FDA approves marketing of first device to treat ADHD
(HealthDay)—Marketing has been approved for the first medical device to treat attention-deficit/hyperactivity disorder (ADHD), the U.S. Food and Drug Administration announced Friday.
The Monarch external Trigeminal Nerve Stimulation (eTNS) System is available by prescription only for patients aged 7 to 12 years old who are not currently taking prescription medication for ADHD. The FDA indicates that the Monarch eTNS System should be used in the home under caregiver supervision. The device, which is about the size of a cell phone, according to the FDA, generates a low-level electrical pulse to the trigeminal nerve from a wire to a small patch placed above the patient's eyebrows. The patient should feel a tingling sensation.
Clinical trials have shown it may take up to four weeks to see results, and patients should consult with caregivers after four weeks to assess the treatment's effectiveness. In a clinical trial of 62 patients with moderate-to-severe ADHD, those who used the Monarch eTNS System nightly for four weeks had a statistically significant improvement in their ADHD symptoms compared with those who received placebo. Their average ADHD Rating Scale score decreased from 34.1 to 23.4 points compared with a decrease from 33.7 to 27.5 points for those who received placebo.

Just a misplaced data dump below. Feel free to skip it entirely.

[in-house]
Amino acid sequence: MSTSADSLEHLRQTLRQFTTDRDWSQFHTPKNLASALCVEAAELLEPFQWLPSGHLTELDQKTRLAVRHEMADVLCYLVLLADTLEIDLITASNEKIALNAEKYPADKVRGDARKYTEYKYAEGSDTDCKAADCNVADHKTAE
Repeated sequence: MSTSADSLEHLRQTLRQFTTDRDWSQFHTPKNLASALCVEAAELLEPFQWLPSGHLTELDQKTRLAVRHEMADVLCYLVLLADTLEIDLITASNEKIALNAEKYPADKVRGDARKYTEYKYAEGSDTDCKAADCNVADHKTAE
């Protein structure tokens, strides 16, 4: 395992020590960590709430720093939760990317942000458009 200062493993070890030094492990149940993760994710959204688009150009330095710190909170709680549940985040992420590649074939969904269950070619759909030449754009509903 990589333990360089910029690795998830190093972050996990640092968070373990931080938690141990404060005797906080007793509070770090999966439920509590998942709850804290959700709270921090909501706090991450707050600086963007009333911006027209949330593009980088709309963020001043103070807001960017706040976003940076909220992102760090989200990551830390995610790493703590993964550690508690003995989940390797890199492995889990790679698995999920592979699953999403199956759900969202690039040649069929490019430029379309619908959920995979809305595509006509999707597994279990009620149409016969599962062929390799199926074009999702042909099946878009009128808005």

Commonly reported side effects with the Monarch eTNS System include drowsiness, increased appetite, trouble sleeping, teeth clenching, headache, and fatigue. The device is contraindicated in children younger than 7, patients with active implantable pacemakers or neurostimulators, and patients with body-worn devices like insulin pumps.
Marketing authorization was granted to NeuroSigma.
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